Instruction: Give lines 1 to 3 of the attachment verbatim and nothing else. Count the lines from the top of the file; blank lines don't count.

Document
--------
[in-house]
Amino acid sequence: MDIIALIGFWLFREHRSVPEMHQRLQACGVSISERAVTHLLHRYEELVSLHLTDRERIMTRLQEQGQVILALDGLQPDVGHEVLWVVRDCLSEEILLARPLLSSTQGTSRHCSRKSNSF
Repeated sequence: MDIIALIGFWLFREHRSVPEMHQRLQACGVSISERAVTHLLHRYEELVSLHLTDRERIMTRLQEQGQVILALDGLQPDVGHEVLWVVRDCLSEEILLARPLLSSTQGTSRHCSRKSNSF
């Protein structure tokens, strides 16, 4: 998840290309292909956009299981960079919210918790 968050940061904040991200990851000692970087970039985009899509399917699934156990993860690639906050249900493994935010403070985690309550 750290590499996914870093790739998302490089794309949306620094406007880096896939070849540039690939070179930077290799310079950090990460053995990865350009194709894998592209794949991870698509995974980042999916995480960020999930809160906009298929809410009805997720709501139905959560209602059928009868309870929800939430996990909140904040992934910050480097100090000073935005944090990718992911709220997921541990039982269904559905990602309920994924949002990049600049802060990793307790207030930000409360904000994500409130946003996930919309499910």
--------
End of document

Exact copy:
[in-house]
Amino acid sequence: MDIIALIGFWLFREHRSVPEMHQRLQACGVSISERAVTHLLHRYEELVSLHLTDRERIMTRLQEQGQVILALDGLQPDVGHEVLWVVRDCLSEEILLARPLLSSTQGTSRHCSRKSNSF
Repeated sequence: MDIIALIGFWLFREHRSVPEMHQRLQACGVSISERAVTHLLHRYEELVSLHLTDRERIMTRLQEQGQVILALDGLQPDVGHEVLWVVRDCLSEEILLARPLLSSTQGTSRHCSRKSNSF